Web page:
When they're pondering an issue, justices read "everything they can, they think about it, they study it," and then they engage in reasoned discussion with their fellow justices, she added.
"It's a great process, it's wonderful. But it's not like a legislative body, where you help me and then I'll help you. It doesn't work that way, thank goodness," she said.
Arguing law with colleagues was one thing, but political controversy was another.
During the State of the Union address this year, President Obama – in an unusual move -- criticized the high court's ruling on campaign finance.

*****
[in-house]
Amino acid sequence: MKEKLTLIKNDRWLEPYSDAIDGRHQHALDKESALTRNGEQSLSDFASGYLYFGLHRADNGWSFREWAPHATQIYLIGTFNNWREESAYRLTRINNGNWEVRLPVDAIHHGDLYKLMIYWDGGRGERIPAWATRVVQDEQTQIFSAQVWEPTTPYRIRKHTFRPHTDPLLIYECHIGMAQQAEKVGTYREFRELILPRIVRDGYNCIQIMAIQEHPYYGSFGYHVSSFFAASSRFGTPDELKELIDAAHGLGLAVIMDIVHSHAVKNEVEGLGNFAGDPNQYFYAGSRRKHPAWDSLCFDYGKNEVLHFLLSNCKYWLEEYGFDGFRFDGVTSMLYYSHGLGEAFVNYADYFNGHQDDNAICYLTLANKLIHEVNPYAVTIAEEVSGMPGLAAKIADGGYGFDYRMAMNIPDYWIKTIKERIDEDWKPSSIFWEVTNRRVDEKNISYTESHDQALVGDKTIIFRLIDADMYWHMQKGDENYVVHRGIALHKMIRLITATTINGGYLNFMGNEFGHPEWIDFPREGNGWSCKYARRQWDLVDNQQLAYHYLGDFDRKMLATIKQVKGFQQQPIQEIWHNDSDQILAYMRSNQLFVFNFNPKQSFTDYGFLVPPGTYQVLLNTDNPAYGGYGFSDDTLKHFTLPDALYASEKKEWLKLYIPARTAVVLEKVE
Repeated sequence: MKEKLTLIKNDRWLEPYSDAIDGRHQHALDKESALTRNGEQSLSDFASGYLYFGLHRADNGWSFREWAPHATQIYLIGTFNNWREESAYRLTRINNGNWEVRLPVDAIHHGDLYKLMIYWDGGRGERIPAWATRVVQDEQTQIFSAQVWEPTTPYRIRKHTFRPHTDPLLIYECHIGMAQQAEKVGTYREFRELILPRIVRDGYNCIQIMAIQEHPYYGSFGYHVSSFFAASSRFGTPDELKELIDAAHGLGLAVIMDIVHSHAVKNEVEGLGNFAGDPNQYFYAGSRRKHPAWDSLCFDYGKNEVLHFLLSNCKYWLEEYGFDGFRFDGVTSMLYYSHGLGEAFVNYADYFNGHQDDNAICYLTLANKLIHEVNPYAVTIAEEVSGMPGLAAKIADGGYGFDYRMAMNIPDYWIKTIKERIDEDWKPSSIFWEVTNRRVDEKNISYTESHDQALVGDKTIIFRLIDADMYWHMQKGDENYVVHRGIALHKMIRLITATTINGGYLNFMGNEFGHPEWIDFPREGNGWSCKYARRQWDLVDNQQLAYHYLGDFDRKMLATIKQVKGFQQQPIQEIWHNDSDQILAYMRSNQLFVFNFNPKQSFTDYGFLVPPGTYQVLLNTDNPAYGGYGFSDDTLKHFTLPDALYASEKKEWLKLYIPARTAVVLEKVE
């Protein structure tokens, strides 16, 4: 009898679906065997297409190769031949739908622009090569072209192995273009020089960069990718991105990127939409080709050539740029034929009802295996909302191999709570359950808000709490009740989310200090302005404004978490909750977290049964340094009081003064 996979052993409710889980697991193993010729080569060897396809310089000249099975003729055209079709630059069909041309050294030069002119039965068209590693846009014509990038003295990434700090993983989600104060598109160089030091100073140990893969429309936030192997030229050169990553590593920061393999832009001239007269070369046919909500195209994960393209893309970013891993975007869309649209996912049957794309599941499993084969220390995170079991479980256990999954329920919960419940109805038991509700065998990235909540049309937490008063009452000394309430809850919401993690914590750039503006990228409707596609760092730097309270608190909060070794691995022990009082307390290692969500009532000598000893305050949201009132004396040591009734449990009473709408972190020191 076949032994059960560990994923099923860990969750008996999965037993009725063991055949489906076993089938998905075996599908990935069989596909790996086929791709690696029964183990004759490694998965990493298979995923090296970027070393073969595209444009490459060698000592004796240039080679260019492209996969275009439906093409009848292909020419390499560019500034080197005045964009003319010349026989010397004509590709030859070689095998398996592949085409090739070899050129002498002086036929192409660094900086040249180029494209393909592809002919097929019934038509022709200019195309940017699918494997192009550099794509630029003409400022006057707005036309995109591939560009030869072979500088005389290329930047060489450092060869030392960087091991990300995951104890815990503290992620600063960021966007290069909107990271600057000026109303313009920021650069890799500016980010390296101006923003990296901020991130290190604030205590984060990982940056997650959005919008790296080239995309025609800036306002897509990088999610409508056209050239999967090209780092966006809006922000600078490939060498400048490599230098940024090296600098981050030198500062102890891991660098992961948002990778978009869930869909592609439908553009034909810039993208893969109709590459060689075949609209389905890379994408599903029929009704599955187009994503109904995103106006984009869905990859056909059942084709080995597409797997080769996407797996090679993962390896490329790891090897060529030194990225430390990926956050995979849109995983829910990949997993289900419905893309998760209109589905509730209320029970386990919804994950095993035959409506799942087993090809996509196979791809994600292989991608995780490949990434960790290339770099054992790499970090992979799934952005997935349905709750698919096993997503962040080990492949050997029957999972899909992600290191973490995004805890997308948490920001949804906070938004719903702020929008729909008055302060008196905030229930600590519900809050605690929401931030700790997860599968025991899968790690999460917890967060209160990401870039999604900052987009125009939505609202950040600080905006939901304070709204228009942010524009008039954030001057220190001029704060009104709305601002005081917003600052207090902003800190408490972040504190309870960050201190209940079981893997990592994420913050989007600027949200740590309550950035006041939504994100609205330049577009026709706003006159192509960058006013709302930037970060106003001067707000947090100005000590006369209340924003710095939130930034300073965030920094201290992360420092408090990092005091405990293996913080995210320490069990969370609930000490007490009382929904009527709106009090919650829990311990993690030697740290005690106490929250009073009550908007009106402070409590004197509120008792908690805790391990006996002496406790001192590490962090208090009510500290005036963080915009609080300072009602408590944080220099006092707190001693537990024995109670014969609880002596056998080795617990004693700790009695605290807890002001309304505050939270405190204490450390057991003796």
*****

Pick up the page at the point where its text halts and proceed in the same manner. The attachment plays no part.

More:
Chief Justice John Roberts called it "very troubling."
O'Connor said she found it "not enjoyable" to attend the State of the Union addresses, because justices had to remain expressionless even while others around them were reacting to the president's remarks.
"It's a strange situation. And given an option, I'd prefer not to be there, myself."
Prior to her 1981 appointment to the court, O'Connor was a lawyer and an Arizona state legislator.
O'Connor was asked whether she would have voted for the controversial new Arizona immigration law if she were in the state legislature.
O'Connor declined to answer the question, but said the focus should be on what Arizona should do going forward.
"How do we put a good step forward to show that Arizona is not, as a whole, a biased state. And that we appreciate and respect the Hispanic population in our state very much," she said.
The legislation that was passed in April criminalizes illegal immigration to Arizona, and allows local police to detain those suspected of breaking that law.